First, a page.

[Skip to Navigation]
Access to paid content on this site is currently suspended due to excessive activity being detected from your IP address Please contact the publisher to request reinstatement.
March 1985

To the Editor.

Arch Intern Med. 1985;145(3):575-576. doi:10.1001/archinte.1985.00360030227051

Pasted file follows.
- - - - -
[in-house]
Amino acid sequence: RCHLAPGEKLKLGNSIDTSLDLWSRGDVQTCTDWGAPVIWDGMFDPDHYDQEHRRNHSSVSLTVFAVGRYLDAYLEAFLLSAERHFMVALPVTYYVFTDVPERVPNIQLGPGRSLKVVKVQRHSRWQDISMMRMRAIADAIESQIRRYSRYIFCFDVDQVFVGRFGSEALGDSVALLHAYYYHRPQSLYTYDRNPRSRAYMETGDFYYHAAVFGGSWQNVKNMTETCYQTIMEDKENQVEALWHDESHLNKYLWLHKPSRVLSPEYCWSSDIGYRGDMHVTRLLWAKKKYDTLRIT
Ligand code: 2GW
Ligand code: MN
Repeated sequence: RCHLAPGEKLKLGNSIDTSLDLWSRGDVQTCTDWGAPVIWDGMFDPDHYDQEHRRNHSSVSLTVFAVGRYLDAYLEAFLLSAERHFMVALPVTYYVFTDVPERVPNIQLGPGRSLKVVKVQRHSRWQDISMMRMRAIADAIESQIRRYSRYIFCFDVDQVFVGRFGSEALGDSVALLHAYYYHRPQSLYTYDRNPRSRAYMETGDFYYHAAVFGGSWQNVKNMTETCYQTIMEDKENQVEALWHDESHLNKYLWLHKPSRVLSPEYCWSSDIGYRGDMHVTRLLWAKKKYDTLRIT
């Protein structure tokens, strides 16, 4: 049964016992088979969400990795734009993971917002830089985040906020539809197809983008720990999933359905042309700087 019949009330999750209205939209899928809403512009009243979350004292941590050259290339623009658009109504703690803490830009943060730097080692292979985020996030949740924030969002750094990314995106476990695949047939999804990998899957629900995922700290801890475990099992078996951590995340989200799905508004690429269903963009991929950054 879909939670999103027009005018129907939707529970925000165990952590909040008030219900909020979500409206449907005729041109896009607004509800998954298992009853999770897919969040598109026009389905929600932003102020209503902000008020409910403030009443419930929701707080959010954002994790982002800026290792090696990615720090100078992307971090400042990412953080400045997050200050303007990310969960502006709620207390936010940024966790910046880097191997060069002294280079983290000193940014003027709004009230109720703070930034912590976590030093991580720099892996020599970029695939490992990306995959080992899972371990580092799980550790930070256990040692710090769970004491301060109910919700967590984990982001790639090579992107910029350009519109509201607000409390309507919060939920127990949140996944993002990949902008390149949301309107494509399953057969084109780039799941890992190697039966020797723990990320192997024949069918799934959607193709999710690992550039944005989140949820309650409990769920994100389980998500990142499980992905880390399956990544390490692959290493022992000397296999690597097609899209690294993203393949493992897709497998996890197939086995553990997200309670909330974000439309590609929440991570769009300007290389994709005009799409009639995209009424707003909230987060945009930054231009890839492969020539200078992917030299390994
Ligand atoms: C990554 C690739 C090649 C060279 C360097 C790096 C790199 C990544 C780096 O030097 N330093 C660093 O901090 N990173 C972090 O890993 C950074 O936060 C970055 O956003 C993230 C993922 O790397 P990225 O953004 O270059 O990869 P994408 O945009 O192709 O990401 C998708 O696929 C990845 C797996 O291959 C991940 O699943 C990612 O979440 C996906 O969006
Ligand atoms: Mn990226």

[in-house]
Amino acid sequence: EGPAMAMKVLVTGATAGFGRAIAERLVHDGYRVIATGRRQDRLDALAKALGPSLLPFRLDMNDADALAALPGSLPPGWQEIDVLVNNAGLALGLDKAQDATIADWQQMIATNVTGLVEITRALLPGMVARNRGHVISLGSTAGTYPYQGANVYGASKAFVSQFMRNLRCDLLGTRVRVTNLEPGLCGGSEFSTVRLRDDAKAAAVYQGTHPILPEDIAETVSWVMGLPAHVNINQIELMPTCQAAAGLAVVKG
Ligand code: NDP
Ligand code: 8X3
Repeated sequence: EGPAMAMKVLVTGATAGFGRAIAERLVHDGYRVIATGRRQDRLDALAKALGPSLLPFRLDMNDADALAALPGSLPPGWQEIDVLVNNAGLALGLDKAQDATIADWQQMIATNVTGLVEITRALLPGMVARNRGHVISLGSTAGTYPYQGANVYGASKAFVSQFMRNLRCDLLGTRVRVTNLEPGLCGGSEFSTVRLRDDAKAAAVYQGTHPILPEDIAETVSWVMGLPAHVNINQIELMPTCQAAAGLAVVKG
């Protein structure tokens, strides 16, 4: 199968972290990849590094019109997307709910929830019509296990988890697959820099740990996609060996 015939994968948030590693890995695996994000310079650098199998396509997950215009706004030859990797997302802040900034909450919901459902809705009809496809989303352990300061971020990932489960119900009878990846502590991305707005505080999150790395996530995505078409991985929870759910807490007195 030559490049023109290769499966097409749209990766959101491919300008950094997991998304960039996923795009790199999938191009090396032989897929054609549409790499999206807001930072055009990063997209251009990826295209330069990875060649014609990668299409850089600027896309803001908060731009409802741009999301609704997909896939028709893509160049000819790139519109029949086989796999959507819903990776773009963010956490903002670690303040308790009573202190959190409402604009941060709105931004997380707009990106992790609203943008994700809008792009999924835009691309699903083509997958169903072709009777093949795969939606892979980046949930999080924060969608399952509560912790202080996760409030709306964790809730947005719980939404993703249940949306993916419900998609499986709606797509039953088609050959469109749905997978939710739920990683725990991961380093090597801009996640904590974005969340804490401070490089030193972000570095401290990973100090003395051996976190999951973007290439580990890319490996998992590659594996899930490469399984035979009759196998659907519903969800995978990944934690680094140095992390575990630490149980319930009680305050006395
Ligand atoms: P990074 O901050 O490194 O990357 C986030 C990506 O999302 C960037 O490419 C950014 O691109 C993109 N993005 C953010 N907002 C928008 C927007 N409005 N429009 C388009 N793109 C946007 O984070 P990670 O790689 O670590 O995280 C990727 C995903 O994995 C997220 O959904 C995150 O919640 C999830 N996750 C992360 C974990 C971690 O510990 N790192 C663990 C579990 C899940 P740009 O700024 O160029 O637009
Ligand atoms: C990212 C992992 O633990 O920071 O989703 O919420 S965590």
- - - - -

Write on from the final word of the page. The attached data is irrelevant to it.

—While we agree with Dr Raskin's1 view that most posthypoglycemic hyperglycemia is due to excessive carbohydrate ingestion and/or cessation of insulin action, we think that true Somogyi phenomenon is definitely a clinical reality, however uncommon. As practicing clinicians, we are still at a loss to explain why some adequately insulinized persons develop rebound hyperglycemia subsequent to the ingestion of 10 to 15 g of carbohydrate for a hypoglycemic reaction, with this hyperglycemia abating spontaneously without "catch-up insulin." Prevention of recurrence of this event in appropriate cases can be achieved by appropriate reduction of insulin dosage, and it is noteworthy that if one endeavors to treat rebound hyperglycemia with appropriate insulin supplementation, one can precipitate profound hypoglycemia. It is further perplexing why some patients known to develop rebound hyperglycemia do not do it on a predictable basis given the same absolute degree of hypoglycemia in the absence of over-treatment. Clearly,